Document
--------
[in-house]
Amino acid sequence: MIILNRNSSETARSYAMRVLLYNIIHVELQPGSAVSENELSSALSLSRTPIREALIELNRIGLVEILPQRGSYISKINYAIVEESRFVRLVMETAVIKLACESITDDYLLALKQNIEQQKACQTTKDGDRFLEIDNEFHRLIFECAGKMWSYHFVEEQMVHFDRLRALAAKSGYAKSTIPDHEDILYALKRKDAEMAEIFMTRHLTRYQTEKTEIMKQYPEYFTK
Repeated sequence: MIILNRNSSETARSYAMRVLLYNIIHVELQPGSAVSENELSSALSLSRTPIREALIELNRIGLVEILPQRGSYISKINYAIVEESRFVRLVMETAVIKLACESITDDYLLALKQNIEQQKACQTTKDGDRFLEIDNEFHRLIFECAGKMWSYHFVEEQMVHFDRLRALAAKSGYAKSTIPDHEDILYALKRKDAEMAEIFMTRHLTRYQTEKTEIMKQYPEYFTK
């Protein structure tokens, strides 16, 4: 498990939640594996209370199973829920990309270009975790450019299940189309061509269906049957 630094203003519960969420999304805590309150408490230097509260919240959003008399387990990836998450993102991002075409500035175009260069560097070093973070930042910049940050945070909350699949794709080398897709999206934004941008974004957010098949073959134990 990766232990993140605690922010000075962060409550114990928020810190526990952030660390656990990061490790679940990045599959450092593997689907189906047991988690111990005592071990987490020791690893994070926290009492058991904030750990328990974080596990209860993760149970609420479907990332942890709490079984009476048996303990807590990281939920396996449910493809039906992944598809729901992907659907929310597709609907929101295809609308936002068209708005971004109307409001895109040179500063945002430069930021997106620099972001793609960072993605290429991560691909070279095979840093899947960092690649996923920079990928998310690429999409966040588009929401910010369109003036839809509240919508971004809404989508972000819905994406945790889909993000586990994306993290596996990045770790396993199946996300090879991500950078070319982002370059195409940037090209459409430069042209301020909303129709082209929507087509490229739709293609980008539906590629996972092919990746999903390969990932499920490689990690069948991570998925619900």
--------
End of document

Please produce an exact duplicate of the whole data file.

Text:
[in-house]
Amino acid sequence: MIILNRNSSETARSYAMRVLLYNIIHVELQPGSAVSENELSSALSLSRTPIREALIELNRIGLVEILPQRGSYISKINYAIVEESRFVRLVMETAVIKLACESITDDYLLALKQNIEQQKACQTTKDGDRFLEIDNEFHRLIFECAGKMWSYHFVEEQMVHFDRLRALAAKSGYAKSTIPDHEDILYALKRKDAEMAEIFMTRHLTRYQTEKTEIMKQYPEYFTK
Repeated sequence: MIILNRNSSETARSYAMRVLLYNIIHVELQPGSAVSENELSSALSLSRTPIREALIELNRIGLVEILPQRGSYISKINYAIVEESRFVRLVMETAVIKLACESITDDYLLALKQNIEQQKACQTTKDGDRFLEIDNEFHRLIFECAGKMWSYHFVEEQMVHFDRLRALAAKSGYAKSTIPDHEDILYALKRKDAEMAEIFMTRHLTRYQTEKTEIMKQYPEYFTK
């Protein structure tokens, strides 16, 4: 498990939640594996209370199973829920990309270009975790450019299940189309061509269906049957 630094203003519960969420999304805590309150408490230097509260919240959003008399387990990836998450993102991002075409500035175009260069560097070093973070930042910049940050945070909350699949794709080398897709999206934004941008974004957010098949073959134990 990766232990993140605690922010000075962060409550114990928020810190526990952030660390656990990061490790679940990045599959450092593997689907189906047991988690111990005592071990987490020791690893994070926290009492058991904030750990328990974080596990209860993760149970609420479907990332942890709490079984009476048996303990807590990281939920396996449910493809039906992944598809729901992907659907929310597709609907929101295809609308936002068209708005971004109307409001895109040179500063945002430069930021997106620099972001793609960072993605290429991560691909070279095979840093899947960092690649996923920079990928998310690429999409966040588009929401910010369109003036839809509240919508971004809404989508972000819905994406945790889909993000586990994306993290596996990045770790396993199946996300090879991500950078070319982002370059195409940037090209459409430069042209301020909303129709082209929507087509490229739709293609980008539906590629996972092919990746999903390969990932499920490689990690069948991570998925619900």